Monday, August 27, 2007

mutterings of a former newsie

When I was growing up, we never really took the daily paper, except when there was some sort of promotion and it was free. At one time we had two paper routes in the family, and we delivered Janesville Gazettes to around a third of the Brodhead subscribers, but we never got one for ourselves. In the winter, when the slush piled up against the idea of biking, we would walk the paper routes, and sometimes, in the minute-long familiar trudge between two houses, I would read a few paragraphs of one of the front-page articles. Then I would deliver the paper and read on from the next paper, sometimes wondering if anyone would be bothered to receive used news. This never had the same feeling as sitting at home with a paper.

The Sunday paper was much different from the papers the rest of the week. It was thick. The comics were longer and in color, and there were more of them. There were colorful glossy advertisements spilling out, there were coupons for local stores, there was an entire section for sports. We usually bought the Madison paper when we got a Sunday paper, and it was $1.50 instead of the daily cost of 50 cents. My dad always liked getting the Sunday paper.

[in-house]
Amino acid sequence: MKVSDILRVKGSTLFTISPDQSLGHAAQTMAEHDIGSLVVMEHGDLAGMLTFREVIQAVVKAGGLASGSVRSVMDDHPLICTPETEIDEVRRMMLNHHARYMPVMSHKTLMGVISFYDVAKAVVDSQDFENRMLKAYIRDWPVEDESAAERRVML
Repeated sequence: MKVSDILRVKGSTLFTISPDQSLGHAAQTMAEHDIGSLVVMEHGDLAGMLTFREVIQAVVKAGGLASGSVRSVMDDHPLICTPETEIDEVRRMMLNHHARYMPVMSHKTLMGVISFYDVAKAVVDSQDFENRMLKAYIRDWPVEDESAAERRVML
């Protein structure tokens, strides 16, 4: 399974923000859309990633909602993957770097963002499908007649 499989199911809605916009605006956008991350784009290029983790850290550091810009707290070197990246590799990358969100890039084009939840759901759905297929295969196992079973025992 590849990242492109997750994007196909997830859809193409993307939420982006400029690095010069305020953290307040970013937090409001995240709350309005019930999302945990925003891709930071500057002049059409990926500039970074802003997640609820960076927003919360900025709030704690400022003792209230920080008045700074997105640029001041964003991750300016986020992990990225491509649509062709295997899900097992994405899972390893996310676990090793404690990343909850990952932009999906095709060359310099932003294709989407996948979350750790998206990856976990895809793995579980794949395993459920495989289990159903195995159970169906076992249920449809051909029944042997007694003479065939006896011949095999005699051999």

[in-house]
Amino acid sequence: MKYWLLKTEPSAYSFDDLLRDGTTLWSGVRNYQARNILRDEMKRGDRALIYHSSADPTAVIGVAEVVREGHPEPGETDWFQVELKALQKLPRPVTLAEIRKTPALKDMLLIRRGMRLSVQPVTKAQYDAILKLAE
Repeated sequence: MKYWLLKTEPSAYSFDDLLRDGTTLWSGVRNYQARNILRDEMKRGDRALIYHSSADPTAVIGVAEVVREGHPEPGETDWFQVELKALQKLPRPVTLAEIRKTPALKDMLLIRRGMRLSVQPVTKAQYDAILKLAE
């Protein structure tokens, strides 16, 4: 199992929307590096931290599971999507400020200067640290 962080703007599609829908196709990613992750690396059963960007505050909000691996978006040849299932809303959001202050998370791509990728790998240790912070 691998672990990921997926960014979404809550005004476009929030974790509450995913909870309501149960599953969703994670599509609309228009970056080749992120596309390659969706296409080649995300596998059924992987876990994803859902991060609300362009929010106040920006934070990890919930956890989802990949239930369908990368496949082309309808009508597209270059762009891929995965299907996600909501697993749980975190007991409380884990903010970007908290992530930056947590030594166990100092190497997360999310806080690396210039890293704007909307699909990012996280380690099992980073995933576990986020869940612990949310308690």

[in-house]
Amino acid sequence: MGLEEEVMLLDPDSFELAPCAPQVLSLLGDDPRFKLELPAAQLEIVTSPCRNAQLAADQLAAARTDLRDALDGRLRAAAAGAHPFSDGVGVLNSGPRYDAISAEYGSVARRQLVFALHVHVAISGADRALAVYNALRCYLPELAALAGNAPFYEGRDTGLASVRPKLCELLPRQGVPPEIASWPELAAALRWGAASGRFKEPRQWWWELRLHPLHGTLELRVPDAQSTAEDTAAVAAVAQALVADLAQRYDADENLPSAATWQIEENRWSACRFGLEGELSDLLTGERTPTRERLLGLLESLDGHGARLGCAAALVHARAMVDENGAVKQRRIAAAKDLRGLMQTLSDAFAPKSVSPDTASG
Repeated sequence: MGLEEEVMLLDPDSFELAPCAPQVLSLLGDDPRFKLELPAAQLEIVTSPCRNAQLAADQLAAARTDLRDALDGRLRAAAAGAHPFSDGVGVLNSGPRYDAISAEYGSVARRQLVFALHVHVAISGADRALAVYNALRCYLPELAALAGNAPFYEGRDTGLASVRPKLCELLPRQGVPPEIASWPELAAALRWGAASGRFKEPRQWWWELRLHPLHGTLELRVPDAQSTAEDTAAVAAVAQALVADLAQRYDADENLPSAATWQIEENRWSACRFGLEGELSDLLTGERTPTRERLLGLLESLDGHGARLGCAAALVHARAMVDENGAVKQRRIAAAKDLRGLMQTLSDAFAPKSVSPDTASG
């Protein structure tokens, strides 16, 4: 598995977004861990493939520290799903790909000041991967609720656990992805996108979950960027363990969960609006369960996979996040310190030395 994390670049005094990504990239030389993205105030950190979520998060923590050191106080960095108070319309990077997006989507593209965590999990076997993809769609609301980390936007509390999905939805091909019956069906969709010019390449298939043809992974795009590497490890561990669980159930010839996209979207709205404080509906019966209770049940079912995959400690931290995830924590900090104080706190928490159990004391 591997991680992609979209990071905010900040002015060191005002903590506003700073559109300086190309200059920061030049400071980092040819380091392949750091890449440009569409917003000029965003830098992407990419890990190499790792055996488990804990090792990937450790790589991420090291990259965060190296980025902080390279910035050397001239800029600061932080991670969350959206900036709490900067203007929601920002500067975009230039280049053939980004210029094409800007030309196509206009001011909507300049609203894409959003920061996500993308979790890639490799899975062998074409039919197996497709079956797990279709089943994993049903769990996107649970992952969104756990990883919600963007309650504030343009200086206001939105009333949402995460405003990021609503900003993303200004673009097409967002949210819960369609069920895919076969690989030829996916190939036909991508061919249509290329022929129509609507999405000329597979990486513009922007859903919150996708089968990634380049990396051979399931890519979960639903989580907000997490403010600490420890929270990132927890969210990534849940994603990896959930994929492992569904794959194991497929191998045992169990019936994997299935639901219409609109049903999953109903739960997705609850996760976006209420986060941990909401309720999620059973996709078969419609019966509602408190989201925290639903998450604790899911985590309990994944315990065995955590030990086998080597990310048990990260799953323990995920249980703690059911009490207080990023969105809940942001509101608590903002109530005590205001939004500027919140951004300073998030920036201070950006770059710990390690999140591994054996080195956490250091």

From the delivery standpoint, the Sunday paper was about five times thicker and a bit more challenging to deliver. You could throw one onto a porch as long as it went fold first, otherwise the outer layer would stop and the insides would keep sliding across the porch, creating a visual treat akin to rolling out a red carpet or fanning a deck of playing cards. Then you had to go push it all back together before the customer saw it.

Joie and I just started taking 'The Times of India' recently. There are some very interesting features of an Indian newspaper.

The cost is ridiculously low. Getting the paper was not a major decision for us, as the newsstand price is Rs. 2, or about 5 cents per day. It is only slightly more to have it delivered, and I believe that this makes newspaper quite a bit cheaper, kilo for kilo, than firewood. The discussion was short. I said, "I think I'd like to start getting the newspaper, it's a hundred rupees per month." Joie said, "Okay". Now where I come from, the paper is considerably more expensive and you have to decide if you could read it enough to make it worthwhile. This consideration inevitably ended in my admitting to myself that I really only wanted the crossword puzzle, the sudoku, and the comics, and it was stupid to pay for those. I have decided that 2 rupees a day is a forgivable indulgence. I just checked, and the price of a Sunday Times is Rs. 3.40 (3 rupees and 40 paisa), which is a little over eight cents and essentially means Rs. 4 in most places, since paisa are not really in use.

The daily comics are in color. The papers seem to take it upon themselves to colorize them, so the colors are not really in tune with what the artist may have intended. Snoopy, for example, is brown. Dilbert's funny hair has been perceived by Indian comic painters as a hat, which they decide to paint blue. Calvin sometimes has dark hair because hey, doesn't everyone?